Thanks go out to Clyde

Minden tests their BAe-146

Minden Air Corp has made a video available of the takeoff for the first flight test of their Tanker 46, a converted BAe-146, which occurred June 9, 2013.

The company has been busy lately with other things too. They named the aircraft, now known as “Fireliner”, and they redesigned their logo and their web page. Check out the new site.

VLAT vs. P2V: comparison of cost and effectiveness

DC-10
DC-10 dropping on the Falls Fire at Lake Elsinore, CA, August 5, 2013

An Air Tactical Group Supervisor (ATGS) has completed a detailed comparison of the use of a DC-10 Very Large Air Tanker (VLAT) and P2V Large Air Tankers to complete the same task of creating 4.6 miles of retardant line on the Colockum Tarps Fire, which is what Tanker 911, a DC-10, accomplished during 3.12 flight hours on July 30, 2013.

The DC-10 made eleven drops from five-11,600 gallon loads of retardant. The writer figured it would take 41 drops from P2Vs to construct the same amount of retardant line. Two P2Vs could do it in two days, or four P2Vs could do it one day. Depending on which scenario was used, a DC-10 would result in a cost savings of $122,078 or $136,578.

Other advantages pointed out were that the VLAT could accomplish the objective much more quickly with a wider and more consistent retardant line, and “the eleven individual drops with the VLAT significantly reduced the number of ‘pilot drop exposures’ as compared to the number of drops/passes that would have been required with heavy airtankers”.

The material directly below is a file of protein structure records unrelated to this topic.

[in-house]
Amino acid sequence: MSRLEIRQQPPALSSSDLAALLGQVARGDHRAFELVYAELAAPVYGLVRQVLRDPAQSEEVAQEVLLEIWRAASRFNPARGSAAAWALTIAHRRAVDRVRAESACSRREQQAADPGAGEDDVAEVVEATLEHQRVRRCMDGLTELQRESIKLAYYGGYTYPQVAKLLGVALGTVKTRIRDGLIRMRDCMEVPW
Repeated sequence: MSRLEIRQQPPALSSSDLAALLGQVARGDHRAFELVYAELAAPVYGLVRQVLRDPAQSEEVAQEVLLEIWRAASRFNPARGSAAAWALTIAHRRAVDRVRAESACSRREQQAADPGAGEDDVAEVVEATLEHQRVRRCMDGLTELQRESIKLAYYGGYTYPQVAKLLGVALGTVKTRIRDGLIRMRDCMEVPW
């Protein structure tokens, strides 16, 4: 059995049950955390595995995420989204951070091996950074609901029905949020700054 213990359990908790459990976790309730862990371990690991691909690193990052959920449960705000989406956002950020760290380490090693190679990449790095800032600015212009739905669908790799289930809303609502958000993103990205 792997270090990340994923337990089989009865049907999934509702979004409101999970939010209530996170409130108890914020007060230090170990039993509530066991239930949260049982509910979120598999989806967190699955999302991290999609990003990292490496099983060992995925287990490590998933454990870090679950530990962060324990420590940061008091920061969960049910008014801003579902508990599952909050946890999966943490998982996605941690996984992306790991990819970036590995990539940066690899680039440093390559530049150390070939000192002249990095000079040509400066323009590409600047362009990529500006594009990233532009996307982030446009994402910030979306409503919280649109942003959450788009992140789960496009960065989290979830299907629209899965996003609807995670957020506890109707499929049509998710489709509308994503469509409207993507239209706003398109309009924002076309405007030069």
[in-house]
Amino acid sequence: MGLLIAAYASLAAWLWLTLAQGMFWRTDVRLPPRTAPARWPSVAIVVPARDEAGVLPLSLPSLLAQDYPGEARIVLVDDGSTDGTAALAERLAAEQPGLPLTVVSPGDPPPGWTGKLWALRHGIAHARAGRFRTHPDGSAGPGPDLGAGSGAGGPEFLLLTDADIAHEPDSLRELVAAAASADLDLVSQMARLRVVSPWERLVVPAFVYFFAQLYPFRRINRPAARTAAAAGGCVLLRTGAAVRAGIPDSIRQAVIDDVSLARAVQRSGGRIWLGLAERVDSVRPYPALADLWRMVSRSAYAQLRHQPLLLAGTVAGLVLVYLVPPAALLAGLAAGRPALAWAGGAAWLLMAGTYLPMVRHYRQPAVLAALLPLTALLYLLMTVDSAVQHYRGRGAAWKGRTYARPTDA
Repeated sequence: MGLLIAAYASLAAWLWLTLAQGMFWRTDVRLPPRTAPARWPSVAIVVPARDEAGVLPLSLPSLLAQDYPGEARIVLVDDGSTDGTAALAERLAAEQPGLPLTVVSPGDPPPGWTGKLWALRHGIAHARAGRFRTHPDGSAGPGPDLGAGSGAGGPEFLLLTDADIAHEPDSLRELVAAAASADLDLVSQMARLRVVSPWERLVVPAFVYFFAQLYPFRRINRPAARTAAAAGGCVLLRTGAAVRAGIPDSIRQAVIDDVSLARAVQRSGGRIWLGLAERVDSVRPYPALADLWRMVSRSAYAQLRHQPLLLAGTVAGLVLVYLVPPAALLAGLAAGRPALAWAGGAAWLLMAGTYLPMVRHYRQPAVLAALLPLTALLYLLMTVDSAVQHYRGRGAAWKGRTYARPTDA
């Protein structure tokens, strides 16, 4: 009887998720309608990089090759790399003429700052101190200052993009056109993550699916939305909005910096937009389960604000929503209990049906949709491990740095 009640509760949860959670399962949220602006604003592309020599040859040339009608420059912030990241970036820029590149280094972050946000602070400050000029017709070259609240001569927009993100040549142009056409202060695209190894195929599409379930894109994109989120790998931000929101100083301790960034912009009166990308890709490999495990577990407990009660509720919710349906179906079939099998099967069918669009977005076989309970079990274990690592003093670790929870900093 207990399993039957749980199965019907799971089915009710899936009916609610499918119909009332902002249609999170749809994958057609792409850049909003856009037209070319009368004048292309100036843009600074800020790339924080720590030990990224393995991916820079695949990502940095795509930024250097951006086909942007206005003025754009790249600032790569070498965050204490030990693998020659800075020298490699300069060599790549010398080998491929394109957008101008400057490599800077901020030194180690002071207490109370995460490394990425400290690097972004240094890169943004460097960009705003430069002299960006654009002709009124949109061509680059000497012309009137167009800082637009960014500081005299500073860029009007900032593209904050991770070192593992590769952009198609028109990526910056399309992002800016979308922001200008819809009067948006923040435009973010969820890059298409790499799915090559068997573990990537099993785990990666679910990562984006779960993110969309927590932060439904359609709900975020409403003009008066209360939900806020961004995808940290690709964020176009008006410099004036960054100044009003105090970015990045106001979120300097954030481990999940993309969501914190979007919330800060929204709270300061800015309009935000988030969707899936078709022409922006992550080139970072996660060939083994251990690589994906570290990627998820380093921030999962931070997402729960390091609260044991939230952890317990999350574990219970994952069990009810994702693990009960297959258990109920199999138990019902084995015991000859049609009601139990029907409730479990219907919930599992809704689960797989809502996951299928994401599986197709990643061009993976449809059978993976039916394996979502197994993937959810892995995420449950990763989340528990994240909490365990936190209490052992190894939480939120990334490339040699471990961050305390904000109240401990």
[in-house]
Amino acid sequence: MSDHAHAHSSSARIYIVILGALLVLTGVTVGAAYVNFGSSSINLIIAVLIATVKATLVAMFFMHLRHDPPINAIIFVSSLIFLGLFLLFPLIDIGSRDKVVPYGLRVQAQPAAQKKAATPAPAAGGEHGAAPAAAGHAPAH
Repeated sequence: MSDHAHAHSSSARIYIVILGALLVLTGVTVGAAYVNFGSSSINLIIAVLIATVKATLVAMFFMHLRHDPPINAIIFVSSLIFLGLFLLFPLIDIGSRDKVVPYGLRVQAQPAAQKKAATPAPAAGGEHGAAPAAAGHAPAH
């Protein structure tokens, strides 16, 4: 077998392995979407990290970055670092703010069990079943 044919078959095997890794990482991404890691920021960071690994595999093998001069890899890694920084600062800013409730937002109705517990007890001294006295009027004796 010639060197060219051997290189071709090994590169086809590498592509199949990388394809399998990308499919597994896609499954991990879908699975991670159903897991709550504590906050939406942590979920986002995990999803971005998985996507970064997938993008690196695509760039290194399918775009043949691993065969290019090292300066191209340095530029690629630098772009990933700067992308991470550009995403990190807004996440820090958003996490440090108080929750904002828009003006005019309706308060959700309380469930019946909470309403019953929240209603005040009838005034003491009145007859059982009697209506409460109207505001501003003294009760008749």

The DC-10 was tied up for just over three hours, but it would have taken four aircraft-days if P2Vs were used. The VLAT freed up air tankers, ASM/Bravos, and lead planes for other fires. If we had 44 air tankers like we did in 2002, that would not be as critical as the present situation, where we only have about 10 large air tankers plus one VLAT on exclusive use contracts, and one VLAT on a call when needed contract.

The 747 VLAT may become available by the end of September on a call when needed contract and we may have one or two “next generation” large air tankers in the fleet within the next few weeks.

 

Air tankers at La Grande August 14, 2013

Tanker 5 at Grande, August 14, 2013
Tanker 5 at Grande, August 14, 2013. Photo by Tim McCoy

Tim McCoy was kind enough to send us some photos he took yesterday at the La Grande, Oregon air tanker base. He said there were two fires in the area.

Tanker 60 and a SEAT at La Grande
Tanker 60 and a SEAT at La Grande, August 14, 2013. Both aircraft are under contract to the state of Oregon. Photo by Tim McCoy.
Tanker 41 at Grande, August 14, 2013
Tanker 41 at Grande, August 14, 2013. Photo by Tim McCoy

First drop from T-131

T-130 first partial drop test
T-131’s first partial drop test, San Bernardino, August 15, 2013

Coulson completed their static tests and door calibration for Tanker 131, a C-130Q, and today did their first partial drop. They are also working on the FAA Type Certificate.

A video of the drop is below.

HERE is a link to a video of the aircraft taking off for the first time after the conversion and maintenance that has been underway for the last several months.

And below is a video of the doors opening and closing. (I know, but if you’re at home on a Thursday night, you might as well spend 18 seconds watching this.)